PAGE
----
Reading Chewing Gum brought back those intimate recollections and, being older now, left me with a thirst for more Libyan books. I have been fortunate enough to obtain them, thanks to the kindness of friends (like Maraim Badri <3) as well as through the awesome Darf Publishers, a publishing house founded by Libyan publisher Mohamed Fergiani.

This has also been a year of young literature, as the Young Writers of Benghazi published the winning stories of our writing contests. It’s a different, but ultimately just as rewarding experience, to read the stories produced by our youth, who are just starting out on what I hope is a long literary career.

While I’ve already reviewed the books on Goodreads, I’m summarizing them here for anyone who’s looking for recommendations. Fingers crossed that this list will grow in 2015.


Al-agaila: The Camp of Suffering: A Boy’s Tale by Ali Hussein

مابي مرَضْ غير دار العقيلة, وحبس القبcover (4)يلة, وبعد الجبا من بلاد الوصيله” – رجب بوحويش

“I have no ailments except the house of Agila, the tribe’s imprisonment and the distance from my roots” – Rajab Abu Huweesh

Those lines form the beginning of a famous Libyan poem written by camp prisoner Rajab Abu Huweesh. (which you can read here, with English translation when you scroll over). Al-Agaila was a concentration camp located in the town of the same name, one of several set up in Barqa (East Libya) by Fascist Italy. Because of the Libyan resistance to Italy’s occupation and colonization, the camps were set up to keep a hold on the population and prevent them from joining the fighters. I know what you’re thinking; whoa, Libyan suffering goes way back. Our history is drenched in blood, tears and anguish.

The Camp of Suffering is part tale, part historic documentary. It opens with a brief glimpse of life under Gadhafi before fading to the Italian invasion and occupation, through the eyes of the narrator and his father. The first half of the book details the boy’s life and struggles in the inhuman camp, while the second half takes place in Benghazi and the boy’s new life. At times, it was very heartbreaking for me to read about life in the camp and the inhuman treatment they underwent through starvation, rape and systematic punishment. While the writing leaves something to be desired, it’s still a compelling read. Some choice quotes from the book:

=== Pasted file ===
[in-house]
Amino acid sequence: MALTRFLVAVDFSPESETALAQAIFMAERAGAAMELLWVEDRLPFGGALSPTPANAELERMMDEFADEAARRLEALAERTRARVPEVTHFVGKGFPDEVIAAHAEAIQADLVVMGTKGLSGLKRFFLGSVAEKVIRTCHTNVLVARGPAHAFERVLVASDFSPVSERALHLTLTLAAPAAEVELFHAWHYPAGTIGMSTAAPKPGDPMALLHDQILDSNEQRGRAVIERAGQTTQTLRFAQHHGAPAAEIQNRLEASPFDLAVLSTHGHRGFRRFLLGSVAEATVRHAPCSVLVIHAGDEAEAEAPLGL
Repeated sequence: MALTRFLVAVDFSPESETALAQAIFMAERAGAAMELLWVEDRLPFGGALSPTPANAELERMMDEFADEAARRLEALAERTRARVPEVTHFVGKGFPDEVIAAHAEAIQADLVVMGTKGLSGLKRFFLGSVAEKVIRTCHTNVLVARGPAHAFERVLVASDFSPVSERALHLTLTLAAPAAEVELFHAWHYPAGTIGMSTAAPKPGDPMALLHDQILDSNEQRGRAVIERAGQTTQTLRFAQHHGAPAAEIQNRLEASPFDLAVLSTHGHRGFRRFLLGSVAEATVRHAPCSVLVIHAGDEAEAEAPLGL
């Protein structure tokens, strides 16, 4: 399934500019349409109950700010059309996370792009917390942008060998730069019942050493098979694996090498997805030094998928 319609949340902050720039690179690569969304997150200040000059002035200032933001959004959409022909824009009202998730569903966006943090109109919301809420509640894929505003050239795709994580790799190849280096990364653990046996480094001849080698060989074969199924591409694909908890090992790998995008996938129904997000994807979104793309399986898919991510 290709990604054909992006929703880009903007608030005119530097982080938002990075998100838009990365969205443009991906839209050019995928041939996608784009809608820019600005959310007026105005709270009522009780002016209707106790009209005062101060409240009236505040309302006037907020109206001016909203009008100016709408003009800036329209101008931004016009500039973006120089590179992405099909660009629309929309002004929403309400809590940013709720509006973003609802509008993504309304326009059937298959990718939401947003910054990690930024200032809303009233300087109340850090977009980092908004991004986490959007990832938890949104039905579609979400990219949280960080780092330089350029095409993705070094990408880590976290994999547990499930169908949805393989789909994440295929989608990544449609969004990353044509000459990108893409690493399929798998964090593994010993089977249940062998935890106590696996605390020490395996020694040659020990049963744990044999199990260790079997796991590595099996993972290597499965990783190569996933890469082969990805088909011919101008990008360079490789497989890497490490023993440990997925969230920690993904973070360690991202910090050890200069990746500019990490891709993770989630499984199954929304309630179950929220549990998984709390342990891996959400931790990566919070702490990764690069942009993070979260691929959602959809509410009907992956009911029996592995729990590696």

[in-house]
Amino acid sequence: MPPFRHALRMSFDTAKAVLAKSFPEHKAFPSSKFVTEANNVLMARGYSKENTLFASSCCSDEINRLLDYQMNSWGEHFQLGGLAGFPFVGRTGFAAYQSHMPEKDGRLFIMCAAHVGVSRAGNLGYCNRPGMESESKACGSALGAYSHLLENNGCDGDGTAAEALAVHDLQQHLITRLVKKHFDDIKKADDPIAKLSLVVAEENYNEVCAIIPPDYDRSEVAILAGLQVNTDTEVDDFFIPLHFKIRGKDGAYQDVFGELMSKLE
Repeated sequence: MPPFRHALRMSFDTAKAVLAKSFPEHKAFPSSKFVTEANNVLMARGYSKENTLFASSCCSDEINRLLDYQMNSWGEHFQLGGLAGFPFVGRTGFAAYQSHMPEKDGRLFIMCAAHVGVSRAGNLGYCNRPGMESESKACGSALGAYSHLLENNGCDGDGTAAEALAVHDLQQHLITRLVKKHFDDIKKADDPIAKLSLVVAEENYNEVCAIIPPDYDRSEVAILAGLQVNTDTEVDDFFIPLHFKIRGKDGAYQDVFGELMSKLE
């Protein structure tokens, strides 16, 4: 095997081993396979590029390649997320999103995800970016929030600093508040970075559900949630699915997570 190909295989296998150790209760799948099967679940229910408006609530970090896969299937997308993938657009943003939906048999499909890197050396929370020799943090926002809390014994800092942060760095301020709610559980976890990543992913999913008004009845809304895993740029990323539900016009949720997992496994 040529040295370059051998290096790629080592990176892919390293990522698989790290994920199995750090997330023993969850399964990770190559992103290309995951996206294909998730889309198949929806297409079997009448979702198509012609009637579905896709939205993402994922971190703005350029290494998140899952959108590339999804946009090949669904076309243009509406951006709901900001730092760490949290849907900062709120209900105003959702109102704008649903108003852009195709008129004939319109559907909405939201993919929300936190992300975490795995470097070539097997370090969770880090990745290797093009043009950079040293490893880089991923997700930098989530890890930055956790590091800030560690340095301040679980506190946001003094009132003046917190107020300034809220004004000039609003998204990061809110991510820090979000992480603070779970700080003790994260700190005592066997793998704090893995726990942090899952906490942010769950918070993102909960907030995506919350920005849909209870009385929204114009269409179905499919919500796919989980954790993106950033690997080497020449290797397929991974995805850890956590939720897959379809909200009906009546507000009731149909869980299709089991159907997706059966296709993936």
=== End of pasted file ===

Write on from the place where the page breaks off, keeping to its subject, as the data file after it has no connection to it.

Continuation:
“In Al-Agaila you could lose your smile if you lost hope”

“Son, do you know that the people of the city call [Benghazi], ‘The Mother of the Orphans’. This was proven to be correct, as the city took me into her arms and I would be her son forever.”

Maps of the Soul by Ahmed Fagih-

cover (3)

Maps of the Soul can be described as the coming-of-age tale of a young Libyan man, although the book itself is much more than the story of one person. It’s the story of Tripoli, or rather one chapter in its long and ancient history.

A restless young man named Othman El-Sheikh longs to leave his static village life and find his prospects in Tripoli. Circumstances allow him to run away from the village and pursue his future, and the novel centers around this journey. He starts in abject poverty and works hard to build up a life, only to have it snatched away when the Italians force young Libyan men into the military to fight their battle in Abyssinia. Again Othman uses hard work and sheer determination to rise in the ranks, and he almost succeeds before losing it all again.

This is a very Libyan book, and by that I mean it’s richly saturated with Libyan life, rituals, and customs, weaving through the fabric of Libyan society. Othman is the archetypal Libyan youth, unsatisfied with society’s expectations and trying to break free, although the invisible chains of these expectations ultimately hold him back. From the book: